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The Himalayas

The Himalayas, which literally means the abode of snow, is the youngest and the highest range of fold mountains in the world. In India it extends in the east from the borders of Myanmar to where the Indus divides it from the Hindukush and Karakoran ranges, covering a distance of about 2500 km. The Himalayas consist of three parallel ranges, the Greater Himalayas known as the Himadri, the Lesser Himalayas called the Himachal, and the Shivalik hills, which comprise the foothills.

Mount Everest at a height of 8848m is the highest peak followed by the Kanchanjunga at 8598 m. The highest mountain wholly in India is the Nandadevi, at a height of a little less than 8000 m. Millions of years ago the Indian subcontinent was separated from the mainland by a large sea known as the Tethys. During the movement of the earth’s crust, known as the Continental Drift, it began moving northwards towards the mainland. As it hit the Asian continent the bed of the Tethys sea was pushed upwards and the Himalayas emerged. The evidence of this is seen in the fossils of sea animals found at 5000 ft and above. Three great rivers of the world have their source in the Himalayas, namely the Ganga, the Indus, and the Brahmaputra. These rivers are the lifeline of India, providing water to millions of people and irrigating thousands of hectares of land.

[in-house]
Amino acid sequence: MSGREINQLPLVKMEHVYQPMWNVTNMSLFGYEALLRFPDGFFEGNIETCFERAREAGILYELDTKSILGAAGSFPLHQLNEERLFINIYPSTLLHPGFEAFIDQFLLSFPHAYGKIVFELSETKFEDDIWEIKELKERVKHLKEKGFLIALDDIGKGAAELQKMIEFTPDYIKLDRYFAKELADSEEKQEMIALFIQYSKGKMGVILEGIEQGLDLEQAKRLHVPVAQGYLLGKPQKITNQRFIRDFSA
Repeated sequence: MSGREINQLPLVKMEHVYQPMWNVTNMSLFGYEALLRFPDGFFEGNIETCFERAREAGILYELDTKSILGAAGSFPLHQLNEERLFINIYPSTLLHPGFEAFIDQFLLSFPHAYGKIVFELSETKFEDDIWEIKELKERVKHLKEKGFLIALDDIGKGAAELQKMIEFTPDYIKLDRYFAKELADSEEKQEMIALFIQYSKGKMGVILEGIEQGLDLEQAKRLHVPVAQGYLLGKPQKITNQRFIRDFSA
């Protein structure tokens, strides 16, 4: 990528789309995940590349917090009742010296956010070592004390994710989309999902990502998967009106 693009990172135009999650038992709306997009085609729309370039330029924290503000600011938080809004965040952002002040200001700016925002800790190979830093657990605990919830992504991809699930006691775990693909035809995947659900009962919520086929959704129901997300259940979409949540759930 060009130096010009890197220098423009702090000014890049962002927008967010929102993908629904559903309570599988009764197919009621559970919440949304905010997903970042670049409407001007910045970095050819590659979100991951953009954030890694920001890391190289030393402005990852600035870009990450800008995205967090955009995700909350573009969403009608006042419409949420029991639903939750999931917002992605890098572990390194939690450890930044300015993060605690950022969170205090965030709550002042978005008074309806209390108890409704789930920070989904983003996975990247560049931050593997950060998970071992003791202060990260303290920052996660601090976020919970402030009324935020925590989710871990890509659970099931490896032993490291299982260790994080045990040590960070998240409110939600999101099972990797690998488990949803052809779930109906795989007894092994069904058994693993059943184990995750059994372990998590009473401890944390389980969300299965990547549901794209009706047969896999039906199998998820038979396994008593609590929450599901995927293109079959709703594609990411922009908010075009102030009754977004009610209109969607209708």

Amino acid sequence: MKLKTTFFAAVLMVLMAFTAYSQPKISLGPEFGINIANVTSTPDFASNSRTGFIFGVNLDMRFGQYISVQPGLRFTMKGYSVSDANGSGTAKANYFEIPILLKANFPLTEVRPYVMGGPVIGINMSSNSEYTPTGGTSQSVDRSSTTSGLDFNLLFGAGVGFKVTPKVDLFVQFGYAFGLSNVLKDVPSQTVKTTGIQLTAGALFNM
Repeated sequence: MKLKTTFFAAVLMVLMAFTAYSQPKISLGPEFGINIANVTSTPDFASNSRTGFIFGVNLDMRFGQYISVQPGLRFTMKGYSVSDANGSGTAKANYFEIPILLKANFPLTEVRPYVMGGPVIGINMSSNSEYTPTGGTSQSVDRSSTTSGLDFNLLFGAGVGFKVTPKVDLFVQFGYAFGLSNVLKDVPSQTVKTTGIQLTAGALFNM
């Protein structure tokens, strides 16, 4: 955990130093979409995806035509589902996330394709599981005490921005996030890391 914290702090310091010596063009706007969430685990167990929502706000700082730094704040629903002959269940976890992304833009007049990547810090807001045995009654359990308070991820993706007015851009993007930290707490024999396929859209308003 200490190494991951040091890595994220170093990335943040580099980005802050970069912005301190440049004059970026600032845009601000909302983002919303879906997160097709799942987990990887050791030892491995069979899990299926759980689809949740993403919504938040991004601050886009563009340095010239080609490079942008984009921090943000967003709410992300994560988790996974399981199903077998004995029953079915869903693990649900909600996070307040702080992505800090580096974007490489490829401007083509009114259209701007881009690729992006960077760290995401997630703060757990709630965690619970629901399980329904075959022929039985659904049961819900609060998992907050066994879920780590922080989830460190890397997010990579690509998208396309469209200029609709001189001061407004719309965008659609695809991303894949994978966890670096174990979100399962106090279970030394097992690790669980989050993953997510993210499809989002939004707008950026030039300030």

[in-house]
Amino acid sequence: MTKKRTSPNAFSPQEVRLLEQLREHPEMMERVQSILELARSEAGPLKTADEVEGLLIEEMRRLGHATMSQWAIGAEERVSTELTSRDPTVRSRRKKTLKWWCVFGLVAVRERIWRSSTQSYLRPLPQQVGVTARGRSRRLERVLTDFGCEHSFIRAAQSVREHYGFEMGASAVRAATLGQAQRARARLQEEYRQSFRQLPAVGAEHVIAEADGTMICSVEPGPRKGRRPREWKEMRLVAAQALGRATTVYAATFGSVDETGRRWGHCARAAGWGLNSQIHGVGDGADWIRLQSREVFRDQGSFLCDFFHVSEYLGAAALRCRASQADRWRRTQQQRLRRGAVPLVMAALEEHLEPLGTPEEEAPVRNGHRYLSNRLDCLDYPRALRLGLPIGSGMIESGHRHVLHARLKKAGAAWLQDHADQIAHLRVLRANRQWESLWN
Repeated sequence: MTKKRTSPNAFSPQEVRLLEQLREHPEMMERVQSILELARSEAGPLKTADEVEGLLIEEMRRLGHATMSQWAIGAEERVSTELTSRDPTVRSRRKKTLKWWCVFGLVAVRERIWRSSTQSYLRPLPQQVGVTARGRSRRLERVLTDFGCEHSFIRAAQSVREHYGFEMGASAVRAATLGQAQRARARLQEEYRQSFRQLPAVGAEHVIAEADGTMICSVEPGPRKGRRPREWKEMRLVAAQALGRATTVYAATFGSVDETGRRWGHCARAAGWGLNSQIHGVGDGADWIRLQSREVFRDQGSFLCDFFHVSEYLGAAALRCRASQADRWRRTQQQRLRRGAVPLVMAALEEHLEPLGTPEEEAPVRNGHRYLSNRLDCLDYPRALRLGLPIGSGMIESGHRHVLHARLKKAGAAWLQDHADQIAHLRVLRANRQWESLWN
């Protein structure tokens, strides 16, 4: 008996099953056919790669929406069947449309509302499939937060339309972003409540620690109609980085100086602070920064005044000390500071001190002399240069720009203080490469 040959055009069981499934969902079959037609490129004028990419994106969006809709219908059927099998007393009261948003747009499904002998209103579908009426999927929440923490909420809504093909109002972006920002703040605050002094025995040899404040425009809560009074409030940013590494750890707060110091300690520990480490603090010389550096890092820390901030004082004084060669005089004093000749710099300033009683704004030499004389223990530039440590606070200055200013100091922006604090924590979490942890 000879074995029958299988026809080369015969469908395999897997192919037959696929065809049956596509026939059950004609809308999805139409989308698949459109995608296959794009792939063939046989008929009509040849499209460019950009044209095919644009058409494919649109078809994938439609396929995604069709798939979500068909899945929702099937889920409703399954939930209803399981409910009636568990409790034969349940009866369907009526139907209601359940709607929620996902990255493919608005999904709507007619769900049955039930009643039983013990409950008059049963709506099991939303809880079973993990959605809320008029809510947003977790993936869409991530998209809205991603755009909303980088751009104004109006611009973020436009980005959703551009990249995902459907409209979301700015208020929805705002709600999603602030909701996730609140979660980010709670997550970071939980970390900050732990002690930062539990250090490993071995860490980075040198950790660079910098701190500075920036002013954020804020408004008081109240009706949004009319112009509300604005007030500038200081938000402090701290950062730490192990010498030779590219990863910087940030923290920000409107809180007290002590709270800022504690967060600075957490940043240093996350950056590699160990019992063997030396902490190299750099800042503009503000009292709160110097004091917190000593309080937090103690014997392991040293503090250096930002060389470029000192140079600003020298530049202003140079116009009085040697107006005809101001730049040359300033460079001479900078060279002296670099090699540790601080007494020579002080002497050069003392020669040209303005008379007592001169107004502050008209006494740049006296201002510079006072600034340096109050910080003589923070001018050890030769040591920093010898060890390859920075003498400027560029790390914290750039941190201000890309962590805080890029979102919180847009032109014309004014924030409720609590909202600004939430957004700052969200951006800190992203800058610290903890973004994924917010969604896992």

Due to the changes in temperature as one climbs higher, there is a diverse range of flora and fauna making it a virtual heaven for naturalists. Plants and animals of the tropics are found up to 1000 m. from there to about 3000 m are the temperate region species and, above that comes the region of the Alpines. With height and change in temperature, the flora and fauna also change from the deodars to the azaleas to the pines and firs, from the tiger to the snow leopard, from the sparrows and cormorant to the snow partridge, snow cock, and snow pigeon.

 

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